Dissecting Dale Earnhardt Jr.’s recent podcast with NASCAR president Steve Phelps

In today’s media world, where podcasts are quickly becoming a preferred method of communication, one of my favorites has quickly become the weekly Dale Jr. Download.

Basically, it’s a weekly show that former NASCAR driver Dale Earnhardt Jr. puts on his with his co-host, Mike Davis. The show in recent weeks has also been bringing on a weekly guest, everyone from Jeff Gordon to Tony Stewart.

It’s a fascinating look behind-the-scenes at not only Earnhardt’s life, but the NASCAR world at large. Some of the stories you hear Earnhardt and his guests sharing are just... priceless. NASCAR’s access and availability to fans has always been its calling card, its differentiating hallmark in the greater sports landscape, and this is the perfect example of that with a captivating host.

Now if this were just Dale Jr. and Davis shooting the breeze, talking about current events — as it was in its earlier forms — then that in itself would be incredibly interesting. But the fact that that duo now brings on guests, especially ones as relevant to the sport as they’re able to land, moves the Dale Jr. Download into an entirely different echelon.

On this week’s episode, Earnhardt and Davis sat down with NASCAR president Steve Phelps. Phelps was named NASCAR president in September 2018, and since then, has been very vocal about changes the sport needs to reverse its current downward trajectory. Already he’s promoted the biggest schedule shake-up in recent history, and as he discussed on this week’s podcast, there are countless more changes to come.

Steve Phelps (right) was named NASCAR president in 2018 and has already made key changes for NASCAR’s future. Terry Renna AP

One of the things I like most about Phelps is his transparency. There are plenty of difficult jobs in the world, and ones far more important than anything in the realm of sports, but Phelps has a tremendous capacity for answering up for a very much “under-construction” operation. He doesn’t give away all the secret codes from the castle, but on the whole, he’s forthcoming, down to earth, and understands things on a macro level. Those are essential qualities for someone in his position.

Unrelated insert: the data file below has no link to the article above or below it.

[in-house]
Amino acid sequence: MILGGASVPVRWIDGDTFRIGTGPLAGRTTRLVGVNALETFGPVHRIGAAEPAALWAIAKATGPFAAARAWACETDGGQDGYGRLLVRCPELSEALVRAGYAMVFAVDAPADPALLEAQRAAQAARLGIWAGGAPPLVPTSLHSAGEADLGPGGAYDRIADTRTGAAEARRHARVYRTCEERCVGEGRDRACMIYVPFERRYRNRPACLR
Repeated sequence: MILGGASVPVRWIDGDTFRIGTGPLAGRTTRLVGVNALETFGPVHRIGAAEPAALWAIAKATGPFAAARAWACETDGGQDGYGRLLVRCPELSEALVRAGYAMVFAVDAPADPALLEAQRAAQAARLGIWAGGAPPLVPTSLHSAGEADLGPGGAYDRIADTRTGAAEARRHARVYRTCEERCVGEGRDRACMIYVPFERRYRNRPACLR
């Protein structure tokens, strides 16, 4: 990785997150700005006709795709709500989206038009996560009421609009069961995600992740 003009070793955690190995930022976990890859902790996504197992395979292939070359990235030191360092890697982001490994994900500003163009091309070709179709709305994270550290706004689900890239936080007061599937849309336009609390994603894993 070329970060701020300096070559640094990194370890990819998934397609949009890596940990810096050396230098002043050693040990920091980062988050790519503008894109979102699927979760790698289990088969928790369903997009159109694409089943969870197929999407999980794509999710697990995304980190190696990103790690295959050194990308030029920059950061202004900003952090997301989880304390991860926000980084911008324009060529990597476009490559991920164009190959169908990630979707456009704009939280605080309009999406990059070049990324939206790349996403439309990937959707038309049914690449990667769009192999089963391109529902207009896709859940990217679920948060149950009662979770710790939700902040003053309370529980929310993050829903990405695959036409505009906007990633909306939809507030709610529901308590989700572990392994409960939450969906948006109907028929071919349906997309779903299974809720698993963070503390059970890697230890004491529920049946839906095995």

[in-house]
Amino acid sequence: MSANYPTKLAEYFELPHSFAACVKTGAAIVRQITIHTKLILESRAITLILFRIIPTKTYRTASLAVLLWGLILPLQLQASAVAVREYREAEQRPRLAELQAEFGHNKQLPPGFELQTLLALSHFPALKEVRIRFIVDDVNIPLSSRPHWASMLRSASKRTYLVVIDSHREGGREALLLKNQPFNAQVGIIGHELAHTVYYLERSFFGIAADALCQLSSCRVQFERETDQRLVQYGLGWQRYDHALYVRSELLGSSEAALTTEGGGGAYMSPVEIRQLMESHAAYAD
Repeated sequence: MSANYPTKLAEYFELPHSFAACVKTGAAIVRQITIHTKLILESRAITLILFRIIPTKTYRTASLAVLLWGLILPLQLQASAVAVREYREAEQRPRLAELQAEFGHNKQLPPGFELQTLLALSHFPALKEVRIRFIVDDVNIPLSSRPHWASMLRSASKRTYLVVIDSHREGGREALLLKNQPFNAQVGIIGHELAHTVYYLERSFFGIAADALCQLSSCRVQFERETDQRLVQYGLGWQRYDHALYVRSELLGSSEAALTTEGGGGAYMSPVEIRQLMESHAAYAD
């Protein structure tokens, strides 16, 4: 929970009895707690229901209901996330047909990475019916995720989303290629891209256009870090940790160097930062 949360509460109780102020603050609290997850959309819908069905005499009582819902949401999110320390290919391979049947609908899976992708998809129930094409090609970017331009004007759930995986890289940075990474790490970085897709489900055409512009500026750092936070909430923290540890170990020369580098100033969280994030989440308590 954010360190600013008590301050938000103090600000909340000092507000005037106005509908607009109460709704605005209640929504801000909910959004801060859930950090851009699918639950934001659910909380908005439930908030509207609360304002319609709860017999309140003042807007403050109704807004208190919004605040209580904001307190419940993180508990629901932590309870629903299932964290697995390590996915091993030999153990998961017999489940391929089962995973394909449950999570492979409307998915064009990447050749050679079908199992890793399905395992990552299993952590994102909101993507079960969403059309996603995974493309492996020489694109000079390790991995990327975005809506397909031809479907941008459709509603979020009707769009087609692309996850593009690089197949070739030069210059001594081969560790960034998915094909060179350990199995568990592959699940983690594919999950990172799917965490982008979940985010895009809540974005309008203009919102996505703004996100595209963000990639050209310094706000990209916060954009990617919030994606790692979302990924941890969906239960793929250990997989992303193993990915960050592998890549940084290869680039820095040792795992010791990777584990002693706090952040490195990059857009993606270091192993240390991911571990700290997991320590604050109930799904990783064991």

So when I learned that Phelps, who already has proven himself comfortable in front of cameras, agreed to go on with someone as easygoing as Earnhardt, I was overjoyed. And the episode, which you can find online, certainly did not disappoint. Here are a few of the biggest takeaways from this week’s Dale Jr. Download with Phelps:

Phelps is clearly an intelligent guy — you don’t get to the places he has otherwise — but the more impressive thing about him is how well-rounded he is. In addition to over a decade with NASCAR, Phelps used to be an executive vice president of sales and marketing with Wasserman Media Group and vice president of corporate marketing for the NFL. On the podcast, Phelps even mentions a one hour-long NASCAR chat he had with former NFL commissioner Paul Tagliabue before a meeting with former NASCAR president Bill France Jr.

I mention that because Phelps isn’t so insulated in the NASCAR world that that’s all he knows. Rather, he appears to have a comprehensive grasp on sports business from a variety of positions, which makes him more well-equipped to manage an entity as diverse and complicated as NASCAR. He can realistically deal with sponsorships, marketing campaigns, scheduling, media rights, and talent, and have a well-informed background in all of those fields.

Credit Earnhardt for soliciting questions for Phelps from social media — selectively, of course — and coming back with some tough ones. Earnhardt and Davis asked everything up-to-date NASCAR fans would be interested in knowing if they had the chance to sit down with the president: more schedule changes in the future, why NASCAR continually changes its rules package, if more manufacturers (like Dodge) could enter NASCAR in the near future, and so on. But the most common answer Phelps gave is illuminating, especially as far as what NASCAR values above everything else at this point in time.

“At the core of what we do, it’s about competition. It’s about the racing itself. So we want to make sure that racing is as good as it can be, and I know it looks like we’re chasing it a bit — and sometimes we are: low downforce, lower downforce, the lowest downforce ever — and then kind of a complete switch with less horsepower, more grip, more downforce,” Phelps said. “The test really is what do fans want to see and what have they seen so far.”